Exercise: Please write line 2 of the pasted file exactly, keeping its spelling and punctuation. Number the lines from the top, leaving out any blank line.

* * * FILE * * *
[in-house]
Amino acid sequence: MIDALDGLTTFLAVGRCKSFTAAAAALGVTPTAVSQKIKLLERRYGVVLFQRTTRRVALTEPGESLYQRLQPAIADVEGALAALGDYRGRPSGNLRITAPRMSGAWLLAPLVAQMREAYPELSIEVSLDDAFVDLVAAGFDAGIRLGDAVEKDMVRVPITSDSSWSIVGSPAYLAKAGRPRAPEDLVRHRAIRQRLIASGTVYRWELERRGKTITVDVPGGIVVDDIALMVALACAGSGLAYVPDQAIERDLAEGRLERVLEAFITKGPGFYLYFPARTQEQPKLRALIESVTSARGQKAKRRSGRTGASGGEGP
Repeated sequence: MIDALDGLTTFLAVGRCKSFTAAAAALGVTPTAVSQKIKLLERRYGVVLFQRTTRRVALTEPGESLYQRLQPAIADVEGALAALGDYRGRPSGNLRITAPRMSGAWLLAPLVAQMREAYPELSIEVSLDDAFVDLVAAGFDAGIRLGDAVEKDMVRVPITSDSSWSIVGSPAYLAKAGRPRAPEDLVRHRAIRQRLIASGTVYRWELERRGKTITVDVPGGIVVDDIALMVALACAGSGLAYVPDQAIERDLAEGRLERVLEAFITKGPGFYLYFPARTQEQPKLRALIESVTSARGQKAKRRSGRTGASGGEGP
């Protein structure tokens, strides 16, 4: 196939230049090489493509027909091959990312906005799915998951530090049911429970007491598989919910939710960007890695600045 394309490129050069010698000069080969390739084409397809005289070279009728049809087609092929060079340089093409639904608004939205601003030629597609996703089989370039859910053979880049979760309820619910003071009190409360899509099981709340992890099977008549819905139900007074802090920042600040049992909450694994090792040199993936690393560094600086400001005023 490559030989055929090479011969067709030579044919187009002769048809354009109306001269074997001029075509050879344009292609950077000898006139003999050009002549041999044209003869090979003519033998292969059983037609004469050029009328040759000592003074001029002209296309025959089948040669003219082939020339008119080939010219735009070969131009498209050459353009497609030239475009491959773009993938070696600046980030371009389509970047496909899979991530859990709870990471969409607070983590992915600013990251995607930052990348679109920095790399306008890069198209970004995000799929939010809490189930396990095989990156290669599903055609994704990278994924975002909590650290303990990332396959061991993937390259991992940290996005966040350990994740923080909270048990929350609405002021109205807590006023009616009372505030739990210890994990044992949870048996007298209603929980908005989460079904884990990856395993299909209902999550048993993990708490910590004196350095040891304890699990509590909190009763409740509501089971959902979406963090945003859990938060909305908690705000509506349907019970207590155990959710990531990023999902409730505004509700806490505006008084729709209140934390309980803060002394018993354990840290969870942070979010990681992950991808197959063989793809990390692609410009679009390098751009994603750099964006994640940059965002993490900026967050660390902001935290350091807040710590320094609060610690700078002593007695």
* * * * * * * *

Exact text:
Amino acid sequence: MIDALDGLTTFLAVGRCKSFTAAAAALGVTPTAVSQKIKLLERRYGVVLFQRTTRRVALTEPGESLYQRLQPAIADVEGALAALGDYRGRPSGNLRITAPRMSGAWLLAPLVAQMREAYPELSIEVSLDDAFVDLVAAGFDAGIRLGDAVEKDMVRVPITSDSSWSIVGSPAYLAKAGRPRAPEDLVRHRAIRQRLIASGTVYRWELERRGKTITVDVPGGIVVDDIALMVALACAGSGLAYVPDQAIERDLAEGRLERVLEAFITKGPGFYLYFPARTQEQPKLRALIESVTSARGQKAKRRSGRTGASGGEGP